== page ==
For centuries, women in Asia have eaten plenty of soy — and it turns out, that could be why they often look younger than their years. Recent research suggests that soy foods can help keep your skin glowing, too.
How it works:
As we age, levels of collagen and elastin — which give skin its youthful radiance — decrease. Upping your intake of soy foods helps to slow this process, thanks to three key components: protein, fiber, and isoflavones. “The protein increases collagen synthesis, which contributes to the firmness, tone, and texture of the skin,” says clinical nutritionist Alison Held, MS. Soy’s fiber helps maintain normal blood-sugar levels, proven to have a positive impact on skin health, and soy isoflavones fight off skin-damaging free-radicals.
Studies show that nutrients in soy may play a role in increasing skin elasticity and tone, lightening sun-damaged pigments and reducing wrinkles. In fact, double-blind research in the Journal of Nutritional Science and Vitaminology found that women who took a daily 40-mg. dose of soy isoflavones such as Super Absorbable Soy Isoflavones ($21, Life Extension) for just 12 weeks saw fewer facial lines. Another nine-week study in the Journal of Investigative Dermatology demonstrated a decrease in skin age spots when a soy derivative was applied topically twice a day, while recent research in Experimental Dermatology showed that soy extract ups elastin activity, which makes the skin more flexible, reducing sagging and signs of aging.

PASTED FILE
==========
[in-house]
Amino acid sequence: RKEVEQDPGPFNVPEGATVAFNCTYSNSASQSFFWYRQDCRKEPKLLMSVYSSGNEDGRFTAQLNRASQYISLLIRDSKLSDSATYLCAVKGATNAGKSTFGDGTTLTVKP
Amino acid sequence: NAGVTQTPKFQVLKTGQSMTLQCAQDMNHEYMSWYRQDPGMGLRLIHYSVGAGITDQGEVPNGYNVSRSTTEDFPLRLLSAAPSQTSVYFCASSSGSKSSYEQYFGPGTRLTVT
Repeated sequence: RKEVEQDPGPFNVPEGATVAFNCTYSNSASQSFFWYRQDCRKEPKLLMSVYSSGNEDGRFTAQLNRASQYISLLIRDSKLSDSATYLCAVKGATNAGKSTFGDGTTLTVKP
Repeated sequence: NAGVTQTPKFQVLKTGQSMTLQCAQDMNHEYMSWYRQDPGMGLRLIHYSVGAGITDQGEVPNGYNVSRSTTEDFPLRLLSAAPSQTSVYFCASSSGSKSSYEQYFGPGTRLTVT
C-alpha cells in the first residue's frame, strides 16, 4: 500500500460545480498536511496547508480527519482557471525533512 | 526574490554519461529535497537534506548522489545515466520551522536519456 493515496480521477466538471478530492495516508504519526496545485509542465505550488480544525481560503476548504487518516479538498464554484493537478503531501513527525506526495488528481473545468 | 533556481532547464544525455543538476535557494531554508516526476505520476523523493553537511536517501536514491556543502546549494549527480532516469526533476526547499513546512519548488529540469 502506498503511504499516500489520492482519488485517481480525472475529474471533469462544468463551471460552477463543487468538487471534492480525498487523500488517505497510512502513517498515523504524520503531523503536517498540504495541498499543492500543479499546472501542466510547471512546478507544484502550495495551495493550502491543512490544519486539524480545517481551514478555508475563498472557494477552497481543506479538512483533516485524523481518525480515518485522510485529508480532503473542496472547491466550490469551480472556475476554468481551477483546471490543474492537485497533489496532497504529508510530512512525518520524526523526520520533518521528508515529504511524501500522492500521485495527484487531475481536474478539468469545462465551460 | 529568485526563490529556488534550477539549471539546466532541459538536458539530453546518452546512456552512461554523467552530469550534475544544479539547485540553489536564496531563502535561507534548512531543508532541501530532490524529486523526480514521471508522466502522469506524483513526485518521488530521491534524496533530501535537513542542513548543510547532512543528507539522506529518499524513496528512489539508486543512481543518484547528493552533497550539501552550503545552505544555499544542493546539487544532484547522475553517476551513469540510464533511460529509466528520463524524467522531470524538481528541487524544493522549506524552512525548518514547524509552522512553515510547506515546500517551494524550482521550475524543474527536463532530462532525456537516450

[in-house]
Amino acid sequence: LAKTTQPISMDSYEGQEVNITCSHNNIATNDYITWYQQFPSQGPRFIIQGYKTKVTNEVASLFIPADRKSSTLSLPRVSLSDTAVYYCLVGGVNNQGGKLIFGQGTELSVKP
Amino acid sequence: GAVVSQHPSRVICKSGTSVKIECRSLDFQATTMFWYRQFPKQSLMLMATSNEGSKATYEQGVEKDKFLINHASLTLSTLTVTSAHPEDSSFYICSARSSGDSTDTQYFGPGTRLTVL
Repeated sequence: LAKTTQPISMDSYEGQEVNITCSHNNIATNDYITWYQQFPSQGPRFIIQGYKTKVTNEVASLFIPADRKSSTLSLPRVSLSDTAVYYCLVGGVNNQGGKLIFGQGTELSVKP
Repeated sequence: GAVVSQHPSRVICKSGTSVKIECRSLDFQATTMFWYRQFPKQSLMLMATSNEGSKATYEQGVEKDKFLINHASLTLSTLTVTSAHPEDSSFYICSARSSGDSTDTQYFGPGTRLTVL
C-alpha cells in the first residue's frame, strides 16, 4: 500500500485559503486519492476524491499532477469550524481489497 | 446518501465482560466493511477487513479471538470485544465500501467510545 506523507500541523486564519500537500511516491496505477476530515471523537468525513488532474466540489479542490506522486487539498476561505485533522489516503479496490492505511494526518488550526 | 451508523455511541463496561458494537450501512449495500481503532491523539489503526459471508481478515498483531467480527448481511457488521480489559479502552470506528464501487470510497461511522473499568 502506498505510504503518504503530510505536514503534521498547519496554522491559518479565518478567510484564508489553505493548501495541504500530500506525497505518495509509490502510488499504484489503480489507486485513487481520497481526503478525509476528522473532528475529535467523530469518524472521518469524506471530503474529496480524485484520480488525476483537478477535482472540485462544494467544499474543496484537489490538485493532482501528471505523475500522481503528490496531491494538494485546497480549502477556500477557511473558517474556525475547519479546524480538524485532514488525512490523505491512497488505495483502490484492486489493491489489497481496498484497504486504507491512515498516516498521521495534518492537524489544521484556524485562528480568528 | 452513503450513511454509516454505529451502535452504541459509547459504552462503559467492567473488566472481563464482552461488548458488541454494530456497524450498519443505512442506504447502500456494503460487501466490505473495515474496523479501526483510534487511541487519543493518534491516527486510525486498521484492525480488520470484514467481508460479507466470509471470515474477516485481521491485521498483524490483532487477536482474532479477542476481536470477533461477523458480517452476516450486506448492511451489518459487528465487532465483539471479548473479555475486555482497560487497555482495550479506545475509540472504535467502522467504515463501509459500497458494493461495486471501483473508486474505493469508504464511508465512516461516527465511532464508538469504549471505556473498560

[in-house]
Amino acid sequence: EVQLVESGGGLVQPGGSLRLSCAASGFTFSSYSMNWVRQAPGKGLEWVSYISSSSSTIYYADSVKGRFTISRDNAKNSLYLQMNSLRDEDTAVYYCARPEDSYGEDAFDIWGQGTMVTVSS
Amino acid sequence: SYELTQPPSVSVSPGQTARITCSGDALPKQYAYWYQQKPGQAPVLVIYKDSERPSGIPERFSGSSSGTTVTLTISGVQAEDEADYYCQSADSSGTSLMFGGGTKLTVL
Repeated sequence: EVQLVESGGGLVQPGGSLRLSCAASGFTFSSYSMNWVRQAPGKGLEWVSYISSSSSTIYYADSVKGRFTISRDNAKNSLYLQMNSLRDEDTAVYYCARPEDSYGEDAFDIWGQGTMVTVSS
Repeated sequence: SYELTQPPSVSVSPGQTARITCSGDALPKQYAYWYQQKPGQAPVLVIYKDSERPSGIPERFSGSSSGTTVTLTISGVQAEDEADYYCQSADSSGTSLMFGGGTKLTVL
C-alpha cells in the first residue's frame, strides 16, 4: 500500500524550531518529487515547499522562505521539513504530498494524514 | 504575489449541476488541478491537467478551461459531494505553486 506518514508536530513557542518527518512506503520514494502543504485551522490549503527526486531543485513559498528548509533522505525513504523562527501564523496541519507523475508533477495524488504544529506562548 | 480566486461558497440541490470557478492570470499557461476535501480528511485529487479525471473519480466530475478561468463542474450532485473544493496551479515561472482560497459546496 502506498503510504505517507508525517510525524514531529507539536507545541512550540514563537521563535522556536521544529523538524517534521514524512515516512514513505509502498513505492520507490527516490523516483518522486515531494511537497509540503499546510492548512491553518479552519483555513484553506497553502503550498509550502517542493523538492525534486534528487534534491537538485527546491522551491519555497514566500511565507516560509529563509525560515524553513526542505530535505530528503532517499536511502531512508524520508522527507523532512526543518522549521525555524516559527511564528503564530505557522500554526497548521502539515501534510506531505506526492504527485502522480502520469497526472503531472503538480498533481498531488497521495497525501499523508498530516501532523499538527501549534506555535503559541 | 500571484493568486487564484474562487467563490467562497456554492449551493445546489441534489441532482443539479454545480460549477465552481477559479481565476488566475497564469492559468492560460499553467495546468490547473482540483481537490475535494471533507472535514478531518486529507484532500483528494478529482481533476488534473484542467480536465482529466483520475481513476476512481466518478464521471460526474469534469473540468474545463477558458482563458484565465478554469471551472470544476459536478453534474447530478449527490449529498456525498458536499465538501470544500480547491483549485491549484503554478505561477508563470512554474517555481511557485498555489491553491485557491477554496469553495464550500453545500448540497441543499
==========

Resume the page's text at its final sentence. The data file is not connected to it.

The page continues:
The best soy resources:
Although supplements are beneficial, consuming soy in food is much more effective; the optimal amount daily is 4 oz. to 5 oz. of high-quality soy protein in tofu, soy milk, edamame, miso, or tempeh, found in health-food stores.
Do topical products work?
“There is solid evidence that when soy is use din topical preparations, the isoflavones in soy help boost collagen production, tighten skin, and lighten skin pigments,” says Chinese medicine expert Mao Sing Ni, PhD, author of Secrets of Self Healing ($10.62, Amazon).
While soy can be extremely healthy for women, “like any food, too much of a good thing can be a problem,” says Held. Because soy acts as a weak estrogen, very high intakes of soy (in either foods or supplements) have been linked with an increased risk of developing breast cancer. It also can decrease effectiveness of thyroid medications, so it’s important to check with your doctor before adding a significant amount of soy to your diet, advises Held.
A version of this article originally appeared in our print magazine, First For Women.
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